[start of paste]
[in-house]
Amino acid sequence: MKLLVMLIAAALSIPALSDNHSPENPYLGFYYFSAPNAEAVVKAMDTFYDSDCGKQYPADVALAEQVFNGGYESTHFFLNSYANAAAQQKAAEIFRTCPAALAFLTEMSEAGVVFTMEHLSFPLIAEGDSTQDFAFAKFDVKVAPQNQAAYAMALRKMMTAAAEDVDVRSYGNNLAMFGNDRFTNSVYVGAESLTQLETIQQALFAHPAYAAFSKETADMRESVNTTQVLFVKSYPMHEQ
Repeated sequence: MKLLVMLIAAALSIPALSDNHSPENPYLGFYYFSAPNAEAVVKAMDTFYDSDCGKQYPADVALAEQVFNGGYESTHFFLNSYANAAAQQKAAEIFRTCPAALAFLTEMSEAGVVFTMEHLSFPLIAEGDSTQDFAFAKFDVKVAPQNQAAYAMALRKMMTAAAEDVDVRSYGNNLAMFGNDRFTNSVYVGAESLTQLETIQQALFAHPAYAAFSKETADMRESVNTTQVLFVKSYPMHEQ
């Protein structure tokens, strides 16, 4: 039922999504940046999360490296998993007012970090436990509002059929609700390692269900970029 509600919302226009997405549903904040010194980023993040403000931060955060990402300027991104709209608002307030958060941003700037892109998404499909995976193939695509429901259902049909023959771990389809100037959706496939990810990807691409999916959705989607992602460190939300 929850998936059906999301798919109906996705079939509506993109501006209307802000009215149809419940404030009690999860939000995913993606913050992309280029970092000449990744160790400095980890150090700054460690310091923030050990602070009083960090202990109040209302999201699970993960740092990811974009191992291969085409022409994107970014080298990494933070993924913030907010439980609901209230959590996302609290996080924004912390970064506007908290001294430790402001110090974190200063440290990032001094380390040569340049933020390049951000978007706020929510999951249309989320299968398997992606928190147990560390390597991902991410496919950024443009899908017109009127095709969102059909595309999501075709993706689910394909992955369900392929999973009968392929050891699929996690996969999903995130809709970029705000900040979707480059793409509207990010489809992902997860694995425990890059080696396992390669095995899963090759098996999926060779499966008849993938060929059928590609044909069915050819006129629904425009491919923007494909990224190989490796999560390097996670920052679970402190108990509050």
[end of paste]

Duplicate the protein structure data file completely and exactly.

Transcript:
[in-house]
Amino acid sequence: MKLLVMLIAAALSIPALSDNHSPENPYLGFYYFSAPNAEAVVKAMDTFYDSDCGKQYPADVALAEQVFNGGYESTHFFLNSYANAAAQQKAAEIFRTCPAALAFLTEMSEAGVVFTMEHLSFPLIAEGDSTQDFAFAKFDVKVAPQNQAAYAMALRKMMTAAAEDVDVRSYGNNLAMFGNDRFTNSVYVGAESLTQLETIQQALFAHPAYAAFSKETADMRESVNTTQVLFVKSYPMHEQ
Repeated sequence: MKLLVMLIAAALSIPALSDNHSPENPYLGFYYFSAPNAEAVVKAMDTFYDSDCGKQYPADVALAEQVFNGGYESTHFFLNSYANAAAQQKAAEIFRTCPAALAFLTEMSEAGVVFTMEHLSFPLIAEGDSTQDFAFAKFDVKVAPQNQAAYAMALRKMMTAAAEDVDVRSYGNNLAMFGNDRFTNSVYVGAESLTQLETIQQALFAHPAYAAFSKETADMRESVNTTQVLFVKSYPMHEQ
């Protein structure tokens, strides 16, 4: 039922999504940046999360490296998993007012970090436990509002059929609700390692269900970029 509600919302226009997405549903904040010194980023993040403000931060955060990402300027991104709209608002307030958060941003700037892109998404499909995976193939695509429901259902049909023959771990389809100037959706496939990810990807691409999916959705989607992602460190939300 929850998936059906999301798919109906996705079939509506993109501006209307802000009215149809419940404030009690999860939000995913993606913050992309280029970092000449990744160790400095980890150090700054460690310091923030050990602070009083960090202990109040209302999201699970993960740092990811974009191992291969085409022409994107970014080298990494933070993924913030907010439980609901209230959590996302609290996080924004912390970064506007908290001294430790402001110090974190200063440290990032001094380390040569340049933020390049951000978007706020929510999951249309989320299968398997992606928190147990560390390597991902991410496919950024443009899908017109009127095709969102059909595309999501075709993706689910394909992955369900392929999973009968392929050891699929996690996969999903995130809709970029705000900040979707480059793409509207990010489809992902997860694995425990890059080696396992390669095995899963090759098996999926060779499966008849993938060929059928590609044909069915050819006129629904425009491919923007494909990224190989490796999560390097996670920052679970402190108990509050």